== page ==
The COVID-19 pandemic and domestic legal responses to it have inflicted widespread suffering across the globe. States, democratic and authoritarian, most of them signatories of international human rights instruments, including the International Covenant on Civil and Political Rights (ICCPR), the International Covenant on Economic, Social and Cultural Rights (ICESCR), and the United Nations Convention on the Rights of Persons with Disabilities (CRPD), have imposed drastic emergency responses that include quarantines of entire towns, cities, provinces, even nations unprecedented in the modern era.
    Mass quarantine, called ‘lockdown’, can be said to be an invention of the Chinese authorities who shut down transport systems in Wuhan, the first known epicentre of the COVID-19 outbreak, in January 2020. Though differing from state to state, such measures generally feature significant restrictions on citizens’ personal liberty, freedom of movement, work, family life, education, and ironically even health due to the delay in treating other diseases. Displacing individuals, families, and social networks may very well prove, in retrospect, to have caused a devastating public mental health crisis. The economic slump, mass unemployment, domestic violence, and other repercussions that ensued on lockdowns that disproportionately hit the less well-off may ramify in more long-run health issues and early deaths than the pandemic itself.
     It has become commonplace in public debate that a public health emergency is a legitimate justification for suspending fundamental rights and freedoms at all costs. In fact, to adopt an ‘all-or-nothing’ approach to combat a public health emergency using non-pharmaceutical Interventions is incompatible with most international human rights treaties, especially the ICCPR. Article 4 of the ICCPR explicitly forbids such restrictions, even during a ‘public emergency which threatens the life of the nation’, if it should involve ‘discrimination solely on the ground of race, colour, sex, language, religion or social origin’; or derogations from the right to life, freedom of thought, conscience and religion; or from the prohibition of torture, cruel, inhuman or degrading punishment, medical or scientific experimentation without consent, slavery, slave-trade, servitude, imprisonment due to inability to fulfil a contractual obligation; or from recognition of everyone as a person before the law and the principles of legality in criminal law. What is more, the Siracusa Principles on the Limitation and Derogation Provisions in the International Covenant on Civil and Political Rights, approved in 1984 by the United Nations’ Commission on Human Rights, states that the ‘severity, duration, and geographic scope’ of any emergency response that derogates from the rights guaranteed by the ICCPR must be ‘strictly necessary’ and ‘proportionate’ to the threat defended-against... Click here to read the full post.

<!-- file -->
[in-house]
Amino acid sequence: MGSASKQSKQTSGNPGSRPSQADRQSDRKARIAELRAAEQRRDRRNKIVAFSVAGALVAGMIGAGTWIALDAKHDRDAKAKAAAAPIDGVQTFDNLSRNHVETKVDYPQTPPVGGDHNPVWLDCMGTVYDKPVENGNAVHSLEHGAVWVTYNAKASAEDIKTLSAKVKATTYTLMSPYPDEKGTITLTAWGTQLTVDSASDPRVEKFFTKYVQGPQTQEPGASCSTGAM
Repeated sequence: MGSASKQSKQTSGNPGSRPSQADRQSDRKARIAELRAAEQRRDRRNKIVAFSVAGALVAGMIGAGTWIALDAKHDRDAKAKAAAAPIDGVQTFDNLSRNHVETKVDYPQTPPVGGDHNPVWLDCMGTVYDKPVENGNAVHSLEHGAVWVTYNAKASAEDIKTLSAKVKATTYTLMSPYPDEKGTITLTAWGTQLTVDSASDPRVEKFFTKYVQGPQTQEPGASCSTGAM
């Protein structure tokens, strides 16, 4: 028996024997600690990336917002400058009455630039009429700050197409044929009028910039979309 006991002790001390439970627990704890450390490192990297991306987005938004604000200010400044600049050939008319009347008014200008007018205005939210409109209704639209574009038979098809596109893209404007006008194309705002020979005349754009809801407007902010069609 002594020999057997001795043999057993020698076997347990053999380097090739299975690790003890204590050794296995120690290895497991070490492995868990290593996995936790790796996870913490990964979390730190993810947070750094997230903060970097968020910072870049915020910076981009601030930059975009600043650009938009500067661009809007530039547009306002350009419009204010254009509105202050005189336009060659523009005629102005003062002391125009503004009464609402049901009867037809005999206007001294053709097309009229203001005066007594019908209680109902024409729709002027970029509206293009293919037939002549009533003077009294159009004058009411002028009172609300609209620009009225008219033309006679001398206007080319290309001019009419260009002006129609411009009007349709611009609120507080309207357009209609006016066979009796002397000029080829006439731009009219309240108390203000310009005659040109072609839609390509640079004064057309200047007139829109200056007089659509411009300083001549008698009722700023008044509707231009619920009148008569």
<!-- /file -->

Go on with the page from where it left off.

Tuesday, October 5, 2021

Podcast Interview with Professor Scott Veitch on his latest book, Obligations: New Trajectories in Law (New Books Network)

Professor Scott Veitch was interviewed by Jane Richards, a doctoral student at the University of Hong Kong for the New Books Network. In the interview, Professor Veitch discusses his latest book Obligations: New Trajectories in Law. In his book, Professor Veitch challenges the normative assumptions that shape law and social practices, and shows how obligations and practices of obedience are core to sustaining the inequalities faced by members of the global community. In doing so, Professor Veitch explores the potential and enduring role that obligations have in furthering individual and collective well-being. He offers an alternative trajectory for the current crises faced by all citizens today, including environmental degradation and human inequality and injustice. Click here to listen to the podcast.

Monday, October 4, 2021

New HKU SPCA Study on Animal Cruelty in Hong Kong (Amanda Whitfort)

On Friday 3 September, the Law Faculty's Associate Professor Amanda Whitfort and Dr Fiona Woodhouse Deputy Director (Welfare) of the Society for the Prevention of Cruelty to Animals (Hong Kong) published an empirical study of animal cruelty cases in Hong Kong. The study was funded by the Policy Innovation and Co-ordination Office of the HKSAR government. It examined 335 cruelty cases in the SPCA's police investigation database from 2013 to 2019 and identified patterns of offending, including which types of animals are most at risk and in what circumstances.

Dogs were the primary victims in all categories of animal abuse. In 75% of prosecutions for active maltreatment or neglect-related cruelty the offender was male. In most cases the offender was the dog's owner or a family member of its owner. The majority of neglect cases involved mongrel dogs being abandoned inside private premises without food/water. In nearly all cases of abandonment, the animals were found alone inside rented village houses (with their owners not living on site) and, in nearly one third of cases, the animals died. In many cases the dogs found were significant in number and had been collected from strays by persons who did not have sufficient financial resources or time to care for them adequately. The study found action is necessary to educate owners to voluntarily surrender animals they can no longer care for appropriately rather than place their welfare at high risk by abandoning them. Government policies prohibiting the keeping of dogs in public housing, alongside historical dog population management strategies, have both contributed to the serious problem of abandonment of dogs in Hong Kong.